France’s national pension administrator was forced to resign after being exposed for improperly collecting multiple salaries in the midst of escalating strikes against the government’s attack on pension reforms. Here France’s New Anticapitalist Party assesses the movement and argues for extending the strikes throughout the holidays.
After French Prime Minister Edouard Philippe’s announcement on Wednesday, December 11 – which only confirmed what we already knew about the attack on pensions, and despite the continuation of strikes and the success of the mobilization day on December 17 – the government is in a full court press to put a stop to the strike movement by the end of the week. Adopting belligerent and contemptuous postures – which only goes to show how they are vacillating after this week’s resignation of national pension administrator Jean-Paul Delevoye– President Emmanuel Macron and Philippe do not know what to do. We must figure out how to take advantage of their indecision!
With stints as a mayor, parliamentarian, Minister of the Civil Service under conservative President Jacques Chirac, national Ombudsman, president of the Economic, Social and Environmental Council, Delevoye, the High Commissioner for Pensions led a distinguished career. Yet he has obviously suffered some recent “memory lapses,” first forgetting his role as an administrator within the Insurance Professionals Training Institute, then his seat on the board of directors of the national rail French National Railway Company (SNCF) Foundation, then a dozen other overlappingplumb appointments (as revealed by the newspaper Le Monde).
Delevoye’s career follows the well-worn path of bureaucratic henchman for the capitalist class. He first passed through the conservative Rally for the Republic and its heir the Union of Democrats for the Republic before today becoming a convinced Macronist. In fact, Delevoye’s journey sheds ample light on the government’s current project, exposing it as an attack on pensions and an attempt to disrupt solidarity among different sectors of workers so that the big insurance companies and providers of expensive supplemental pension may finally get their hands on the lucrative publicly-guaranteed provision. His resignation does not change the project for which he was partly responsible, and we can only regret that his resignation did not take his reform down with him.
The powers-that-be want a showdown
Philippe’s December 11 speech, in which he repeatedly bastardized words like “equality,” “solidarity,” “redistribution,” and “justice,” only confirmed that the government’s poorly-named “universal system” will translate into a reduction in pensions (calculated on a person’s whole working life as opposed to their best-paid years), an extension of the contribution period (raising the so-called “pivotal” age at 64), and a “harmonization” (that is, a race to the bottom) aimed destroying collective agreements and the end of “special regimes” or sectoral contract agreements that enshrine benefits.
After refusing to heed the all-out strike movement that started almost two weeks ago, the government today asked the SNCF and RATP public rail agents to end their strike for the holidays… Blackmail! If this strike is difficult for everyone, and most of all for those who are on strike themselves, then it is the government alone that bears responsibility by seeking to impose at all costs a bill unanimously rejected by all unions, even by unions that are frequently open to so-called “social dialogues.” In fact, Philippe and Macron’s proposal is only supported by the Chamber of Commerce (Medef) and the big insurers … But the movement is standing strong and opinion polls confirm in the main that a majority continue to support mobilization and oppose to the pension reforms.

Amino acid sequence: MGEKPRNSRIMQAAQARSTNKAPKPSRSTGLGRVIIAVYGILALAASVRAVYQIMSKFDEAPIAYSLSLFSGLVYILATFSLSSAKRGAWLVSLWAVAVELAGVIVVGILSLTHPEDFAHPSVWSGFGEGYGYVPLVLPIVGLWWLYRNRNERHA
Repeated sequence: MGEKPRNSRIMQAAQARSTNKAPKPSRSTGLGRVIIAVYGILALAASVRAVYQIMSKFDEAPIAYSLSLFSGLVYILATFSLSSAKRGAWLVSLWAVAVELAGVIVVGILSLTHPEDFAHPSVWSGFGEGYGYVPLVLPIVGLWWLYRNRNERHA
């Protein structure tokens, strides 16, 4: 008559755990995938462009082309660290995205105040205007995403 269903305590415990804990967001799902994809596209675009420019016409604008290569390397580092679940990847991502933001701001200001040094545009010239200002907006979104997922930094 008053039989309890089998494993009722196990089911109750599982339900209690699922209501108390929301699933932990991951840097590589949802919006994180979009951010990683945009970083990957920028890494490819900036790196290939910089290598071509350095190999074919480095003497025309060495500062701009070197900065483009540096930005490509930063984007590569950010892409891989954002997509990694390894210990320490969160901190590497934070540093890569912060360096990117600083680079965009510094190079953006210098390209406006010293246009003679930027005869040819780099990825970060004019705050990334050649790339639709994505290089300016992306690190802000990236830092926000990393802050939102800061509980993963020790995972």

Cancel the reforms, spread the strike!
So far, the strikers have not fallen for the government’s divide and conquer maneuvers. They have rejected its attempts to play workers against one another, for instance, those covered by general state contracts against workers who have specialized contract agreements in their workplaces against, men against women (whose pensions the government aims to penalize for child rearing), and, especially, older employees (who would not be impacted by the reforms) against young people who are entering, or are about to enter, the workforce. In fact, all of us are being targeted and we must continue to fight, united and determined, all together!
The national strike on Tuesday, December 17 was massive with particularly large participation, huge demonstrations, and sustained determination, and Delevoye’s resignation further encouraged strikers who celebrated the news in general assemblies. Tuesday should make it possible to take a step towards organizing a general strike, a total blockage of the country which is the only way to force the government to back down. Tuesday should also reinforce the all-out strike movement in transportation and extend it into sectors like education (where the few days remaining before the school holidays should be see amplified strikes and mobilizations) and the hospital sector while opening up the potential to build it in new sectors. Delevoye’s misadventures have weakened the government’s power. If we can break free from Macron and his pension reform, anything is possible.
Originally published by NPA, translated by No Borders News.